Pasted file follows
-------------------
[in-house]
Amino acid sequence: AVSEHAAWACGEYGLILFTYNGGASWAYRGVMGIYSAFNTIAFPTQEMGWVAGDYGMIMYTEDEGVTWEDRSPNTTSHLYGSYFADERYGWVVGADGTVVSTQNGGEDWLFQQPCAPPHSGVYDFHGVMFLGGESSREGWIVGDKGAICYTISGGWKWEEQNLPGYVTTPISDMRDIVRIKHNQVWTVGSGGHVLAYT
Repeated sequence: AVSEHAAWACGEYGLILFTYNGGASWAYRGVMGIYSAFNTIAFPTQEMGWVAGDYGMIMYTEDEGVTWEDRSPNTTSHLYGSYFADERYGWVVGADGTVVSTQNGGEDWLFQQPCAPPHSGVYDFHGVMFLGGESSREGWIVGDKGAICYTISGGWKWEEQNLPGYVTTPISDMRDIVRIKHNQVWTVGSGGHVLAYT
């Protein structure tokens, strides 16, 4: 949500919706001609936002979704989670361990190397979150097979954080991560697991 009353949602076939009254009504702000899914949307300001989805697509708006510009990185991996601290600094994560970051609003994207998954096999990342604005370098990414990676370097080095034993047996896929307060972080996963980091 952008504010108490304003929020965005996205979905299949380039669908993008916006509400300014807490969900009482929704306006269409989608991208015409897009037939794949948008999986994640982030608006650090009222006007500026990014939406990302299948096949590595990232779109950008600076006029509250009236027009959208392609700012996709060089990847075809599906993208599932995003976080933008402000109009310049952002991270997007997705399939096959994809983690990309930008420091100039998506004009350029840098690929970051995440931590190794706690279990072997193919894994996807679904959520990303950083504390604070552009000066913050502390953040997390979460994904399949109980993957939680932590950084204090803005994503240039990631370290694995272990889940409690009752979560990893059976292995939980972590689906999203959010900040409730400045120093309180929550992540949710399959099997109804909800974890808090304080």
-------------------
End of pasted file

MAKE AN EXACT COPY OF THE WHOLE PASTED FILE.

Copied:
[in-house]
Amino acid sequence: AVSEHAAWACGEYGLILFTYNGGASWAYRGVMGIYSAFNTIAFPTQEMGWVAGDYGMIMYTEDEGVTWEDRSPNTTSHLYGSYFADERYGWVVGADGTVVSTQNGGEDWLFQQPCAPPHSGVYDFHGVMFLGGESSREGWIVGDKGAICYTISGGWKWEEQNLPGYVTTPISDMRDIVRIKHNQVWTVGSGGHVLAYT
Repeated sequence: AVSEHAAWACGEYGLILFTYNGGASWAYRGVMGIYSAFNTIAFPTQEMGWVAGDYGMIMYTEDEGVTWEDRSPNTTSHLYGSYFADERYGWVVGADGTVVSTQNGGEDWLFQQPCAPPHSGVYDFHGVMFLGGESSREGWIVGDKGAICYTISGGWKWEEQNLPGYVTTPISDMRDIVRIKHNQVWTVGSGGHVLAYT
């Protein structure tokens, strides 16, 4: 949500919706001609936002979704989670361990190397979150097979954080991560697991 009353949602076939009254009504702000899914949307300001989805697509708006510009990185991996601290600094994560970051609003994207998954096999990342604005370098990414990676370097080095034993047996896929307060972080996963980091 952008504010108490304003929020965005996205979905299949380039669908993008916006509400300014807490969900009482929704306006269409989608991208015409897009037939794949948008999986994640982030608006650090009222006007500026990014939406990302299948096949590595990232779109950008600076006029509250009236027009959208392609700012996709060089990847075809599906993208599932995003976080933008402000109009310049952002991270997007997705399939096959994809983690990309930008420091100039998506004009350029840098690929970051995440931590190794706690279990072997193919894994996807679904959520990303950083504390604070552009000066913050502390953040997390979460994904399949109980993957939680932590950084204090803005994503240039990631370290694995272990889940409690009752979560990893059976292995939980972590689906999203959010900040409730400045120093309180929550992540949710399959099997109804909800974890808090304080």